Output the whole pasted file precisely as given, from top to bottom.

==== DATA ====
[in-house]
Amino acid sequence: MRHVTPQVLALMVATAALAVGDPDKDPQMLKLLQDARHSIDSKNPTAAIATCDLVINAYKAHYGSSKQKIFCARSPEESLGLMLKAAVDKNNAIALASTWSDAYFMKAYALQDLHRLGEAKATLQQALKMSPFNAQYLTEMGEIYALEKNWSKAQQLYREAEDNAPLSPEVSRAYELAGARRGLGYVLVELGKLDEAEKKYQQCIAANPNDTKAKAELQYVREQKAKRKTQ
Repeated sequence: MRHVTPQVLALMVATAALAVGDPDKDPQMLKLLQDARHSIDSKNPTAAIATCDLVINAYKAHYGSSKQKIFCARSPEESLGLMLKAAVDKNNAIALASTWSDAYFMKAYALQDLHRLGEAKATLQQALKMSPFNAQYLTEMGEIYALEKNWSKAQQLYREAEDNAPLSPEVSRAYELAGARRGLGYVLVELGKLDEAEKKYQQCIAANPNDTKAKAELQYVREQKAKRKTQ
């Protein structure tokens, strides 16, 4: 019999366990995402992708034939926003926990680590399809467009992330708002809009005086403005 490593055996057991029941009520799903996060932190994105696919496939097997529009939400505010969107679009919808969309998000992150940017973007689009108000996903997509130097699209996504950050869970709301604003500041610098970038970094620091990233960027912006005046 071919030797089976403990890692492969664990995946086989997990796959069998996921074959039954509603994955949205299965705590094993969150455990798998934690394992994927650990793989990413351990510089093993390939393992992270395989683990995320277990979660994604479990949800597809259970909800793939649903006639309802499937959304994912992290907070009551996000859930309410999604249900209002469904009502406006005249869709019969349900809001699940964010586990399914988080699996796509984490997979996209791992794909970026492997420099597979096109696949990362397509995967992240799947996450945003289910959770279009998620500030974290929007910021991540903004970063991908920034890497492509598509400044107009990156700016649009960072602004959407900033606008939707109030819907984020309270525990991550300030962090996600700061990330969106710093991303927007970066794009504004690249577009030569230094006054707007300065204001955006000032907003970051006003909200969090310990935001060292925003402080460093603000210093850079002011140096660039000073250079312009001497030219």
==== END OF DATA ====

[in-house]
Amino acid sequence: MRHVTPQVLALMVATAALAVGDPDKDPQMLKLLQDARHSIDSKNPTAAIATCDLVINAYKAHYGSSKQKIFCARSPEESLGLMLKAAVDKNNAIALASTWSDAYFMKAYALQDLHRLGEAKATLQQALKMSPFNAQYLTEMGEIYALEKNWSKAQQLYREAEDNAPLSPEVSRAYELAGARRGLGYVLVELGKLDEAEKKYQQCIAANPNDTKAKAELQYVREQKAKRKTQ
Repeated sequence: MRHVTPQVLALMVATAALAVGDPDKDPQMLKLLQDARHSIDSKNPTAAIATCDLVINAYKAHYGSSKQKIFCARSPEESLGLMLKAAVDKNNAIALASTWSDAYFMKAYALQDLHRLGEAKATLQQALKMSPFNAQYLTEMGEIYALEKNWSKAQQLYREAEDNAPLSPEVSRAYELAGARRGLGYVLVELGKLDEAEKKYQQCIAANPNDTKAKAELQYVREQKAKRKTQ
């Protein structure tokens, strides 16, 4: 019999366990995402992708034939926003926990680590399809467009992330708002809009005086403005 490593055996057991029941009520799903996060932190994105696919496939097997529009939400505010969107679009919808969309998000992150940017973007689009108000996903997509130097699209996504950050869970709301604003500041610098970038970094620091990233960027912006005046 071919030797089976403990890692492969664990995946086989997990796959069998996921074959039954509603994955949205299965705590094993969150455990798998934690394992994927650990793989990413351990510089093993390939393992992270395989683990995320277990979660994604479990949800597809259970909800793939649903006639309802499937959304994912992290907070009551996000859930309410999604249900209002469904009502406006005249869709019969349900809001699940964010586990399914988080699996796509984490997979996209791992794909970026492997420099597979096109696949990362397509995967992240799947996450945003289910959770279009998620500030974290929007910021991540903004970063991908920034890497492509598509400044107009990156700016649009960072602004959407900033606008939707109030819907984020309270525990991550300030962090996600700061990330969106710093991303927007970066794009504004690249577009030569230094006054707007300065204001955006000032907003970051006003909200969090310990935001060292925003402080460093603000210093850079002011140096660039000073250079312009001497030219």